Vegan omelet:

what is needed?

Tablespoon orange lentil flour
A tablespoon of chickpeas
Tablespoon of olive oil
Half a glass of water
Spices of your choice (cumin / green leaves / onions / mushrooms, etc.)

Vegan omelet (Photo: Lunov Mykola, shutterstock)
Lentil flour and also chickpeas | Photo: Lunov Mykola, shutterstock

What to do?

Add the ingredients to the bowl in order, stirring slowly to create a smooth and thin batter.
Add seasoning to taste – cumin / green leaves / onions / mushrooms, etc.
Transfer to a pan with a little oil, cover with a lid and occasionally check for bubbles. When they appear turn over and continue frying without a lid until lightly golden.

Orange lentil flour pizza

what is needed?

A cup of orange lentil flour
A little oregano

For the sauce:

Tomato paste
Little water
Crushed garlic clove
Tastings to taste (mushrooms / corn / olives / onions)
Sesame for garnish

6 types of flours that are worth getting to know on Passover and in general
Orange lentil flour pizza | Photo: YA Photo, shutterstock

What to do?

Prepare the sauce: Mix a can of tomato paste with a little water, a clove of crushed garlic and oregano. Keep aside.
Put lentil flour and oregano in a bowl, mix and slowly add a glass of water while stirring until smooth overnight.
Transfer to a pan and place in a preheated oven at 200 degrees for 15 minutes.
Remove and pour sauce over the “dough”, and add over mushrooms / olives / sweet potatoes / onions.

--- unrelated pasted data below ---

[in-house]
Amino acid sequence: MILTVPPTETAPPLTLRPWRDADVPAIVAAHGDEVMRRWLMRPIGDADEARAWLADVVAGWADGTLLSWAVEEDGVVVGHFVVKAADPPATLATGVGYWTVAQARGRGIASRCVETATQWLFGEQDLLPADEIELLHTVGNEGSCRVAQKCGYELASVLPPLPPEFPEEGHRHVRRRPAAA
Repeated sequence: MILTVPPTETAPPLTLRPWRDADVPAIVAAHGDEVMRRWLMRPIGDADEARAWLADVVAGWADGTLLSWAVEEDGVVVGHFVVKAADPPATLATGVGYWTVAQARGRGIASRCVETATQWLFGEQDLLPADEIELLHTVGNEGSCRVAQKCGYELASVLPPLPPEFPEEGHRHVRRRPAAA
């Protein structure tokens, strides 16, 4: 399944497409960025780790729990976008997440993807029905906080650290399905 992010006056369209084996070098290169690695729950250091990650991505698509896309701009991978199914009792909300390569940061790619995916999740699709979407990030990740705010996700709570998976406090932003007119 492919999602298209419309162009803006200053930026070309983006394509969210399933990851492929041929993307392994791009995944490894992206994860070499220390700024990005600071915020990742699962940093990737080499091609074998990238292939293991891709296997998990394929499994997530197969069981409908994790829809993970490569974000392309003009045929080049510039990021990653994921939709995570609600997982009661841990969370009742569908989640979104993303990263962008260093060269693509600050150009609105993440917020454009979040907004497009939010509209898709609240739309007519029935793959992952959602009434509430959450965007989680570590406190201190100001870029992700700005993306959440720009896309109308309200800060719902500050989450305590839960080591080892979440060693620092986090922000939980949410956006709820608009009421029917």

Sprinkle over vegan / yellow / Bulgarian cheese and sprinkle whole sesame seeds on the edges, to create a crispy texture.
Return to the oven until lightly golden.

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Green buckwheat crepe

what is needed?

1 cup green buckwheat soaked for two hours in water
Glass of water
A little salt
Season to taste (dried basil / garlic powder / oregano)

Green buckwheat crepe (Photo: Vladislav Noseek, shutterstock)
Green buckwheat crepe | Photo: Vladislav Noseek, shutterstock

What to do?

Pour out the water in which we soaked the buckwheat.
Transfer it to a blender and add: a glass of water + a little salt + seasoning – green / dried leaves to your taste.
Grind to a thin mass and immediately prepare crepes on a lightly greased pan over low heat.
You can freeze the crepes with baking paper in them and heat a little before eating.

By Editor